Yields on the benchmark 10-year Treasury note rose again over the past week as investors weigh the Federal Reserve’s next move. Mid-week, the Bureau of Labor Statistics (BLS) released its Job Openings and Labor Turnover (JOLTs) report which showed job openings were one million shy of expectation. The JOLTs report is closely watched by the Fed which has been leaning on a strong labor market as a way to prop up its hawkish stance on interest rates.
When the labor market is as tight as it has been, that drives more inflation because wages rise sharply to meet intense demand for workers. Both the JOLTs report and the September jobs report showed slowing job growth with just 263,000 non-farm payroll jobs added in September according to the BLS. Economists surveyed by Dow Jones expected 275,000 jobs to be added. The unemployment rate came in at 3.5% versus the expectation of 3.7%. Wages showed 5% growth year-over-year which looks good on the surface, but has been offset greatly by rampant inflation.
This jobs report data supports the idea that it is more than likely the Fed will implement another 75 basis point rate hike (its sixth rate hike of the year) at its next policy meeting held November 1-2. That would push the top end of the federal funds rate over 4%—levels not seen since the Great Recession. What the Fed is essentially trying to do is slow down the economy just enough so that inflation calms down but not be so aggressive that the economy gets tipped into a true recession. The U.S. economy did enter a technical recession earlier this year after a second consecutive quarter of negative gross domestic product growth.
Dow futures fell the morning of the jobs report release while 10-year Treasury note yields started inching over 3.9% in pre-trading. As the 10-year yields rise, mortgage interest rates will follow suit.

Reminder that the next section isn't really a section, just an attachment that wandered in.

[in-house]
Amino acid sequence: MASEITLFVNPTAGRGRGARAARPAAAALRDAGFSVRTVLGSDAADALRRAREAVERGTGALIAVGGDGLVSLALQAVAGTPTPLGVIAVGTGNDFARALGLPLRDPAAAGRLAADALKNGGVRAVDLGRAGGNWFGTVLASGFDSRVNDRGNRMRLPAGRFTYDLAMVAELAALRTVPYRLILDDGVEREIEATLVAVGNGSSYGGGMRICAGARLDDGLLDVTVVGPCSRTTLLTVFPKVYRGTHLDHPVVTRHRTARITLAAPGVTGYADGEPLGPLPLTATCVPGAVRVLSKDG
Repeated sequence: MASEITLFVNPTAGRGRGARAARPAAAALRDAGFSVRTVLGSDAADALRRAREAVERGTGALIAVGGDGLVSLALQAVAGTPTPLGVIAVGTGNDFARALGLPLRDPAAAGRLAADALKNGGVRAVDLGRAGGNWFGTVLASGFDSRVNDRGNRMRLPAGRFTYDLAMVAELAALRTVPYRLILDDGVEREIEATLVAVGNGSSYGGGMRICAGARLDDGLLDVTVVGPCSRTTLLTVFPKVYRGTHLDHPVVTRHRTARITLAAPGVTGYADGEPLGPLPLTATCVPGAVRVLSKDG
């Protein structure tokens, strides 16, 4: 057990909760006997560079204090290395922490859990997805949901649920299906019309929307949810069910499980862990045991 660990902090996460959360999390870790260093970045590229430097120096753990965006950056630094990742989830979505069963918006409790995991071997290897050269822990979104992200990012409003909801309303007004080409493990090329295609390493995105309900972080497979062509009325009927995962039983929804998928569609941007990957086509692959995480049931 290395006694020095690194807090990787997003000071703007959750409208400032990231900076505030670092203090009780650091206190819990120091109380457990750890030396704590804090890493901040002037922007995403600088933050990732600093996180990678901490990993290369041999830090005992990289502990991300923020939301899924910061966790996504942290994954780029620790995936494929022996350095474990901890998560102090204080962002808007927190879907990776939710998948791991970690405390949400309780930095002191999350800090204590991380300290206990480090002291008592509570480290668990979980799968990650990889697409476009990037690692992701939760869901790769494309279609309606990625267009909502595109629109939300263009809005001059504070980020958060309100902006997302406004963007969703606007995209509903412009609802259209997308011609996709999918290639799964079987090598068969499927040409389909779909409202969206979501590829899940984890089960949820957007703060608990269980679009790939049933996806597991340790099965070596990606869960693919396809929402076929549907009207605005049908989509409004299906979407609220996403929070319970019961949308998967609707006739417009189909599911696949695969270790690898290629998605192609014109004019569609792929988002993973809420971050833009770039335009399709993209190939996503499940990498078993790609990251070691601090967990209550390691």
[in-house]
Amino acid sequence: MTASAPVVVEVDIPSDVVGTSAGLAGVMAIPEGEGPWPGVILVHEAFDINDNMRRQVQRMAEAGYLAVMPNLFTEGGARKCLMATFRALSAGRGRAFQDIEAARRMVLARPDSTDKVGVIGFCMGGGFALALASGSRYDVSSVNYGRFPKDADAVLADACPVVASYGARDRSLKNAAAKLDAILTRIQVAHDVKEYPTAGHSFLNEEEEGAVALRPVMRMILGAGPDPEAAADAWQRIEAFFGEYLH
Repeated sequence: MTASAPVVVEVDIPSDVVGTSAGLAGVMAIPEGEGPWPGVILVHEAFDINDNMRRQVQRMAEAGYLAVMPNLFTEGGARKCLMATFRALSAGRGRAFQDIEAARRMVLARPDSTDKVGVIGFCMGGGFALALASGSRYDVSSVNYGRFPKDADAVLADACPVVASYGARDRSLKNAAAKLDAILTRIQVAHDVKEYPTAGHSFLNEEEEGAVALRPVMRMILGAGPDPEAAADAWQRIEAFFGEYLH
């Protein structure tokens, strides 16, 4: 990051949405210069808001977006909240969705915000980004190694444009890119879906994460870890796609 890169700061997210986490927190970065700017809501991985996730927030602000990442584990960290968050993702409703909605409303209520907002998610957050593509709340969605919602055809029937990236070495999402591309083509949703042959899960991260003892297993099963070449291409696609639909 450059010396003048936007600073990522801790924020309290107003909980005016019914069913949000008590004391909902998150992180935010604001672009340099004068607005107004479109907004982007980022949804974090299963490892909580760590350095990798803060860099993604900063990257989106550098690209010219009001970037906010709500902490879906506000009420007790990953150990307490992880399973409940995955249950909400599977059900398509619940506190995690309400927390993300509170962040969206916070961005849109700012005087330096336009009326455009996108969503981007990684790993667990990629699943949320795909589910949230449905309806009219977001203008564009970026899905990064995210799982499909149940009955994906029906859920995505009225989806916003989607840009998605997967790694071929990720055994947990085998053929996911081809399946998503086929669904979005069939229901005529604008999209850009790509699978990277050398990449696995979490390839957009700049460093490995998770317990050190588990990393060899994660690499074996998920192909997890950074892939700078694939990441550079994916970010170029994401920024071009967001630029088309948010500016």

It seems ever so appropriate that the first 30-year fixed-rate mortgage average from Freddie Mac for the month of October came in at—wait for it— 6.66%. We wish we were making that up. The silver lining (or bullet if you want to stick with the Halloween and spooky references) is that these high rates are causing demand to plummet which is helping lower home prices and create more stability in inventory.
The Mortgage Bankers Association’s associate vice president of economic and industry forecasting Joel Kan referenced just how distinct the slowdown in demand has been, saying, “Mortgage rates continued to climb last week, causing another pullback in overall application activity, which dropped to its slowest pace since 1997. The 30-year fixed rate hit 6.75 percent last week – the highest rate since 2006. The current rate has more than doubled over the past year and has increased 130 basis points in the past seven weeks alone.”
On the home price front, Black Knight’s Home Price Index (HPI) shows that median home prices fell 0.98% on a monthly basis in August. The report notes that, “July and August 2022 mark the largest single-month price declines seen since January 2009 and rank among the eight largest on record.” July’s HPI index was revised higher to show a 1.05% monthly decline in home prices.